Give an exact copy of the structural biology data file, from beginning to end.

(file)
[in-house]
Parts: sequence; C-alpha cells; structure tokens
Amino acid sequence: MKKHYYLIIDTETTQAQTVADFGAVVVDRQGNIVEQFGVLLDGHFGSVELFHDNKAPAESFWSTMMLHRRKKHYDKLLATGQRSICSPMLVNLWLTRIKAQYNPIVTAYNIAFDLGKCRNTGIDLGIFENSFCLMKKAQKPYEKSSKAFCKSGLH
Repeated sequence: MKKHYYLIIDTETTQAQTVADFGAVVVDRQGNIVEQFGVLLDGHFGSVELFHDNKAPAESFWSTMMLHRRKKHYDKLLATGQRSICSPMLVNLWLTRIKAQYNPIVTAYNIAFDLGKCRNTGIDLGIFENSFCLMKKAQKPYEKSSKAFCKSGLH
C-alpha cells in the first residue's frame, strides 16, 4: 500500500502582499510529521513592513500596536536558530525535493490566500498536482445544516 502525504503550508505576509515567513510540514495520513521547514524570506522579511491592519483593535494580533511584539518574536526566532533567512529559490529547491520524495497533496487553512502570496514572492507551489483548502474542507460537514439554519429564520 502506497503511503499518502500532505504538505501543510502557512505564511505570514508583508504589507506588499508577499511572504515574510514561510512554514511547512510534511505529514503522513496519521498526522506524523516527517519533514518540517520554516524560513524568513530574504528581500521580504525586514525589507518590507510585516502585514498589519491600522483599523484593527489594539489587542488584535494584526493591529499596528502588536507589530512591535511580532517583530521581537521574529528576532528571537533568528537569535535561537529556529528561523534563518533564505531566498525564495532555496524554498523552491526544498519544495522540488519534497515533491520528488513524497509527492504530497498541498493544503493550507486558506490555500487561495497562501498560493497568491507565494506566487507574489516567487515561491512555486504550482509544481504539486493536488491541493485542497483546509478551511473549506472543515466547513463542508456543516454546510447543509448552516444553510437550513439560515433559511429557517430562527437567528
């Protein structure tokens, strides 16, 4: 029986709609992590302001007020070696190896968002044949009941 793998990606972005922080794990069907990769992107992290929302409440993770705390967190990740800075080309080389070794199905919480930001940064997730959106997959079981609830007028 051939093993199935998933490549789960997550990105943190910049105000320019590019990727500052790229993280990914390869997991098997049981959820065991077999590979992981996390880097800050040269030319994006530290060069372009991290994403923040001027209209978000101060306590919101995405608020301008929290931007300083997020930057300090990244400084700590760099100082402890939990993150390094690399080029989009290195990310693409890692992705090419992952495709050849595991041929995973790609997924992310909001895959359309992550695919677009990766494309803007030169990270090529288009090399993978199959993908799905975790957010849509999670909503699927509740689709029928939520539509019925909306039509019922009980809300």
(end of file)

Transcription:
[in-house]
Parts: sequence; C-alpha cells; structure tokens
Amino acid sequence: MKKHYYLIIDTETTQAQTVADFGAVVVDRQGNIVEQFGVLLDGHFGSVELFHDNKAPAESFWSTMMLHRRKKHYDKLLATGQRSICSPMLVNLWLTRIKAQYNPIVTAYNIAFDLGKCRNTGIDLGIFENSFCLMKKAQKPYEKSSKAFCKSGLH
Repeated sequence: MKKHYYLIIDTETTQAQTVADFGAVVVDRQGNIVEQFGVLLDGHFGSVELFHDNKAPAESFWSTMMLHRRKKHYDKLLATGQRSICSPMLVNLWLTRIKAQYNPIVTAYNIAFDLGKCRNTGIDLGIFENSFCLMKKAQKPYEKSSKAFCKSGLH
C-alpha cells in the first residue's frame, strides 16, 4: 500500500502582499510529521513592513500596536536558530525535493490566500498536482445544516 502525504503550508505576509515567513510540514495520513521547514524570506522579511491592519483593535494580533511584539518574536526566532533567512529559490529547491520524495497533496487553512502570496514572492507551489483548502474542507460537514439554519429564520 502506497503511503499518502500532505504538505501543510502557512505564511505570514508583508504589507506588499508577499511572504515574510514561510512554514511547512510534511505529514503522513496519521498526522506524523516527517519533514518540517520554516524560513524568513530574504528581500521580504525586514525589507518590507510585516502585514498589519491600522483599523484593527489594539489587542488584535494584526493591529499596528502588536507589530512591535511580532517583530521581537521574529528576532528571537533568528537569535535561537529556529528561523534563518533564505531566498525564495532555496524554498523552491526544498519544495522540488519534497515533491520528488513524497509527492504530497498541498493544503493550507486558506490555500487561495497562501498560493497568491507565494506566487507574489516567487515561491512555486504550482509544481504539486493536488491541493485542497483546509478551511473549506472543515466547513463542508456543516454546510447543509448552516444553510437550513439560515433559511429557517430562527437567528
């Protein structure tokens, strides 16, 4: 029986709609992590302001007020070696190896968002044949009941 793998990606972005922080794990069907990769992107992290929302409440993770705390967190990740800075080309080389070794199905919480930001940064997730959106997959079981609830007028 051939093993199935998933490549789960997550990105943190910049105000320019590019990727500052790229993280990914390869997991098997049981959820065991077999590979992981996390880097800050040269030319994006530290060069372009991290994403923040001027209209978000101060306590919101995405608020301008929290931007300083997020930057300090990244400084700590760099100082402890939990993150390094690399080029989009290195990310693409890692992705090419992952495709050849595991041929995973790609997924992310909001895959359309992550695919677009990766494309803007030169990270090529288009090399993978199959993908799905975790957010849509999670909503699927509740689709029928939520539509019925909306039509019922009980809300």